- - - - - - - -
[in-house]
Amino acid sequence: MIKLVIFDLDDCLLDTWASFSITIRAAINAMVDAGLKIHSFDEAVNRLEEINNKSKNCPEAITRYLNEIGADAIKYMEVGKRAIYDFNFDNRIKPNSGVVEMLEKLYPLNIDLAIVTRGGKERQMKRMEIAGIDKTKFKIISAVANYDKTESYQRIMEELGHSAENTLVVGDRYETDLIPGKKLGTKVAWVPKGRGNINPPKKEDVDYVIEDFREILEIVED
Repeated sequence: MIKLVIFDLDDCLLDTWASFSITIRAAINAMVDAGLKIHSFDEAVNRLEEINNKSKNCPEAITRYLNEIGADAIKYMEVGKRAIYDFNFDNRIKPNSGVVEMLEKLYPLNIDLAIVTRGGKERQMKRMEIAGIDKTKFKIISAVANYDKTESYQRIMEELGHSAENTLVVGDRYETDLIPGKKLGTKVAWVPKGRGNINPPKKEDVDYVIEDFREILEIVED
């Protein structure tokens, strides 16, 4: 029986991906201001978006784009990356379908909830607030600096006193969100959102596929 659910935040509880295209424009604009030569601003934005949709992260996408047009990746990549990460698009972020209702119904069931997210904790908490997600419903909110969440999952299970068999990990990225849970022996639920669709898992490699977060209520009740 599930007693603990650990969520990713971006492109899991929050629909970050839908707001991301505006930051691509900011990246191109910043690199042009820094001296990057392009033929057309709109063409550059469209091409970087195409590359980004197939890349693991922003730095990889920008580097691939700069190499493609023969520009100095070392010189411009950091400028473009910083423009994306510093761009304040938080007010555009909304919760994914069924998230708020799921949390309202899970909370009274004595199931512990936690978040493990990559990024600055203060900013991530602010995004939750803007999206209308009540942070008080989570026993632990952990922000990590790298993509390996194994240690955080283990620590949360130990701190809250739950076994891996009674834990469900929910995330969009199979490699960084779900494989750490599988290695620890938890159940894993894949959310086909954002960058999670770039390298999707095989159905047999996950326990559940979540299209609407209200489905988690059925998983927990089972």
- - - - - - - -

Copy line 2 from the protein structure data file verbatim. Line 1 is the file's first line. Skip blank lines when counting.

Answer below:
Amino acid sequence: MIKLVIFDLDDCLLDTWASFSITIRAAINAMVDAGLKIHSFDEAVNRLEEINNKSKNCPEAITRYLNEIGADAIKYMEVGKRAIYDFNFDNRIKPNSGVVEMLEKLYPLNIDLAIVTRGGKERQMKRMEIAGIDKTKFKIISAVANYDKTESYQRIMEELGHSAENTLVVGDRYETDLIPGKKLGTKVAWVPKGRGNINPPKKEDVDYVIEDFREILEIVED